• Be rational!: The book consistently makes a point to demonize emotions. Emotions are usually equated with sin, and women are told to foster rational thinking so that we can combat the feelings that are leading us to sin. Rational thinking is good and important, and it’s refreshing to hear someone encourage women (and Christian women at that!) to use it. But when rational thinking is contrasted with emotion, it sets up a false dichotomy of thinking and feeling. The message many take away from that false dichotomy is “Don’t trust your feelings and don’t express them too much.”
  • God fixes eating disorders: In one chapter, the author explains how vicious society is toward women. She’s right, of course, but rather than turning her critique toward society, she critiques the women who are affected by society. She describes women who don’t feel adequate because of societal pressures as having a “pathetic greed.” She also states in another chapter that eating disorders and depression are caused, not by a society that constantly tears down women, but by women not fulfilling their longings with God.
  • Respect or sex? You can only choose one: The author states that many women “open themselves up to disrespect” by “getting physically involved too soon and going too far.” The author also tells women that they are to dress modestly so that they “are taken seriously…not objectified and don’t attract the wrong kind of man.” She then says that once we overcome sexual sin, we can return to our “self-respect.”
  • Lesbians are pathological and clingy: The author lists “same-sex attraction” as an addiction. In one of the most rage-inducing parts of the entire book, she describes lesbian relationships as mere friendships that include “attachment that is marked by emotional immaturities, crippling dependency, exclusivity, and insecurity.” She sees lesbian relationships has having some “elements of genuine affection,” but as mostly being “problems of idealization and unresolved childhood attachment that create a barrier to healthy adult mutuality.” She ignorantly suggests that lesbians are unable to “emotionally receive the presence of another without a loss of self or a dependent consumption of the other.”
  • Masturbation is evil:  According to this book, masturbation will make it hard for you to have a relationship with someone because you’ll be satisfied with satisfying yourself. I’ve heard this argument many times from Christians. I have no idea where they get it from. I’ve never heard of anyone (besides maybe John Mayer) who just couldn’t relate to a sexual partner because of masturbation. The author defends her idea that masturbation is a sin by stating that people feel guilty for doing it. This kind of contradicts her whole “don’t trust your feelings and use logic” point. Her reasoning here just baffles me. She doesn’t address Christian culture that makes people ashamed of all sexual expression, nor does she address society that shames women who are able to find fulfillment outside of men. She simply concludes that since people feel guilty for masturbating, it must be a sin.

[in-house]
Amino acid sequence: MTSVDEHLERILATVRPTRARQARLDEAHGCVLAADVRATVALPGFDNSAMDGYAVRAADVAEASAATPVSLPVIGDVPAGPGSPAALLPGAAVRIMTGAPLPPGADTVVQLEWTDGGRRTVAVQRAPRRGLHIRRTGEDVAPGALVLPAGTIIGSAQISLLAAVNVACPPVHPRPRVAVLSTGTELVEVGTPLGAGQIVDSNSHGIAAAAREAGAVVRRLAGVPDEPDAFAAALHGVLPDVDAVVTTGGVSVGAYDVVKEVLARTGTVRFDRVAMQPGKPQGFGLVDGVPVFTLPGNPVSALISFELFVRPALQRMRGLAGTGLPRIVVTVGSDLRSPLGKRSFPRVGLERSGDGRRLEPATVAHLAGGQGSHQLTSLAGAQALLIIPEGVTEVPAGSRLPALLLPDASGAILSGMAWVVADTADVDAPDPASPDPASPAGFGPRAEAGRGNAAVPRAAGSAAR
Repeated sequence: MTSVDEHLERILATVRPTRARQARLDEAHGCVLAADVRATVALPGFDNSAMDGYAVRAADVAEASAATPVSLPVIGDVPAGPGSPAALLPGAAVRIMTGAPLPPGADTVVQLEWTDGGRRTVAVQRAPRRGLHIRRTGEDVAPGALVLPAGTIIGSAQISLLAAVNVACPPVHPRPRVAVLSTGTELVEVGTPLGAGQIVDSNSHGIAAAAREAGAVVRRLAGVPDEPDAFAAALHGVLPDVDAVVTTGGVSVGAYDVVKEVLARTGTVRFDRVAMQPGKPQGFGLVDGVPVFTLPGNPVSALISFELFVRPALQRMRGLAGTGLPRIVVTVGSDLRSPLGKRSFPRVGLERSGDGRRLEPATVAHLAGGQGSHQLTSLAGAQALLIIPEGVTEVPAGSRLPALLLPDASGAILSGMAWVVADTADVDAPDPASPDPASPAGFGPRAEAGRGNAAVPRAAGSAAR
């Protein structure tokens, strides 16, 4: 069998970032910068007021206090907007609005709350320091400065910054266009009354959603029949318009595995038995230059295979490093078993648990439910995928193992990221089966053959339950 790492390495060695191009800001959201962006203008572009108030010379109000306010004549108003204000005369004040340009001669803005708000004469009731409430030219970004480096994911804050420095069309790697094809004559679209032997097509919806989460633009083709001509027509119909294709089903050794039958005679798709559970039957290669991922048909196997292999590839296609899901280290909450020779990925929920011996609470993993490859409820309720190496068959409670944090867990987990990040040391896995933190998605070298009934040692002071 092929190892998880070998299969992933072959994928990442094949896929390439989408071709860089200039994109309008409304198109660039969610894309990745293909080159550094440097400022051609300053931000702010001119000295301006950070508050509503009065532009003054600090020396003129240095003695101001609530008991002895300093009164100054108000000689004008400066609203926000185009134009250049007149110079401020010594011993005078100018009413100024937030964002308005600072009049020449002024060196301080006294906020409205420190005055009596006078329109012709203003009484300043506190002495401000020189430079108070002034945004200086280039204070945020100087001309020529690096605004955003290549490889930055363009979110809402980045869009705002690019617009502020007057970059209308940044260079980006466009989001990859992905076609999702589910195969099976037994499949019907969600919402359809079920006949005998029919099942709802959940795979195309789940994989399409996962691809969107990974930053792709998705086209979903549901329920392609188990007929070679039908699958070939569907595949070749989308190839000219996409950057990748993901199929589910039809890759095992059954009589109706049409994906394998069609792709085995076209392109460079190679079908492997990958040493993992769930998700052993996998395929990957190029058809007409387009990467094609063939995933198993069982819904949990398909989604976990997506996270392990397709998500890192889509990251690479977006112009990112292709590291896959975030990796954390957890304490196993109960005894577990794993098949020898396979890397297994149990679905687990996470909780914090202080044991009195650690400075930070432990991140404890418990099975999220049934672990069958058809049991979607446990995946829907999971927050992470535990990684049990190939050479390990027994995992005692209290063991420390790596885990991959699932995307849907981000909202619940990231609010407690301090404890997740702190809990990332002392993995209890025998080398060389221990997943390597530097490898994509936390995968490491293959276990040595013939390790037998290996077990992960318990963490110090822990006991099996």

• Modesty. Be ashamed. Be very ashamed: The book tries to make a point for modesty outside of the tired, old “don’t cause your brothers to stumble” line. The author believes in this line, of course, so I couldn’t even celebrate her choice not to focus on it for too long. But the author thinks that our idea of modesty should come from theology, specifically the theology that states how worthless we are without God. Using the story of Adam and Eve as a reference point, the author states, “clothing confesses that humans are ‘without.’ We are…untrustworthy, vulnerable to one another, and lacking faith in the benevolence of God.” We are to dress modestly to “confess who [we] are in Christ by showing who [we] are without Him–naked and ashamed.” With this idea, the author lifts all pretense from the modesty discussion and states what it is really about–being ashamed of our bodies, ourselves.
  • Civilize the menfolk! Later in the book, another reason for modesty is given: it “changed men from uncivilized males who ran after as many sexual partners as they could get to men who really wanted to stick by one woman.”